That great universal majority, the poor, will be especially guarded and cared for. There will be no hungry people, nor cold, nor poorly clad; no unemployed, begging for a chance to earn a dry crust, and no workers fighting for a fair share of the fruit of their sweat-wet toil. But there are tenderer touches yet upon this canvas. Broken hearts will be healed up, prison doors unhung, broken family circles complete again. It is to be a time of great rejoicing by the common people. Yet all this will be brought about, not immediately, but gradually, following the natural law of growth; though the beginning will be marked by a great crisis, coming suddenly.
The effect upon Israel nationally is to be tremendous, sweepingly reversing the conditions under which most of these predictions are made. Israel is to become a Spirit-baptized nation, wholly swayed by the Spirit of God, and that gracious sway never to be withdrawn. All judgments for her sins are removed and all impurity thoroughly cleansed away. Possession of their own land is assured. And the capital city is to become a holy place from which, in common with the whole land, all impurity has been cleansed away. All weakness and disability are gone, and full freedom from the exactions of her former enemies to be enjoyed. Not only is Israel to be at peace with all nations, but, far more, is to have the leadership of the nations of the earth, and leadership of the highest sort -- in a world-wide spiritual movement, in the day when the Spirit of God is to be poured out upon all flesh.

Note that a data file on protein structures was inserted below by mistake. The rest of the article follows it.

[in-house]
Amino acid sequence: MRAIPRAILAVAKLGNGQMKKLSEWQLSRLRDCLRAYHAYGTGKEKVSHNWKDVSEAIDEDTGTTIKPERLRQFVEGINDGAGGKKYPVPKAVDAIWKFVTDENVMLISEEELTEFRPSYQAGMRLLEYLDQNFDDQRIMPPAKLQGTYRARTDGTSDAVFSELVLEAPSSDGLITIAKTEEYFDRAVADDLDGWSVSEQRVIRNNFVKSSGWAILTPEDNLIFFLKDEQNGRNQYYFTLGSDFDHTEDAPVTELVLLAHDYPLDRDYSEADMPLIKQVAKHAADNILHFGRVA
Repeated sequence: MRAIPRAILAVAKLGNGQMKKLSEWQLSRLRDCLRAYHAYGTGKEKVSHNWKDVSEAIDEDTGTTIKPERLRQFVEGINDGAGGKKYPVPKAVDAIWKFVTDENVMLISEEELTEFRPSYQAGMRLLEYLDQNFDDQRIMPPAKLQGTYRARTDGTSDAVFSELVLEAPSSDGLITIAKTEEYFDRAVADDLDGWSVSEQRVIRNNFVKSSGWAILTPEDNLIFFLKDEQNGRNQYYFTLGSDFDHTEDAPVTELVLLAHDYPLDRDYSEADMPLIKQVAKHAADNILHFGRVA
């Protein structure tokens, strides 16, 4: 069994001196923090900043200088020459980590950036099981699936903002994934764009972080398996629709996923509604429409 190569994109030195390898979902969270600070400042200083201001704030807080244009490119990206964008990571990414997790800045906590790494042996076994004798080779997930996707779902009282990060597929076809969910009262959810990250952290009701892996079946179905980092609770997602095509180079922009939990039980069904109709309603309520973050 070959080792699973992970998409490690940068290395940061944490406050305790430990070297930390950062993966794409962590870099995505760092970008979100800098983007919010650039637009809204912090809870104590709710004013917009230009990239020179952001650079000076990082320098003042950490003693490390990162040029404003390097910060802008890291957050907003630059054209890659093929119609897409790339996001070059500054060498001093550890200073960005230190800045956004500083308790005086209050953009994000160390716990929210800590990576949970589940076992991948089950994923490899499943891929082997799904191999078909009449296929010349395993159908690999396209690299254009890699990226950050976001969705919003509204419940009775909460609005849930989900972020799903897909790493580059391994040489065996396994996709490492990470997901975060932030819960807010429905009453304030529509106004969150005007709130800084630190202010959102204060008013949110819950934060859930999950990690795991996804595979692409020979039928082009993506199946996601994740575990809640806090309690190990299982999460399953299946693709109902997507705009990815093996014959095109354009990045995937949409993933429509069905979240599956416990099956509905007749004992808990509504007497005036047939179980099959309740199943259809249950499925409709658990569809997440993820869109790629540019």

This leadership is to be a glorious and absolute supremacy among all the nations of the earth. And yet this is not to be by man's method of conquest, but of their own earnest accord all nations will come a-running eagerly, voluntarily, with all their wealth and resources for the upbuilding and service of Israel. In that time the Hebrew capital Jerusalem will likewise be the capital of the earth.
No less radical and sweeping will be the changes in Israel personally, individually. The people are to be made over new within. The modern word for this sort of thing is regeneration. The old-fashioned word is a new heart -- a new spirit. The change is to be at the core; a change of the sort. With this will come a marked spirit of devotion to God, and a peculiar open-mindedness to the truth. There will be an absence of all sickness and a decided increase in length of life and great increase in numbers. There will be no longer any disappointment in plans, and the sense of slavish fear, which is universal, not only with all the race, but through all time, will be utterly absent. Israel is to be a nation of persons with thrilled hearts and radiant faces.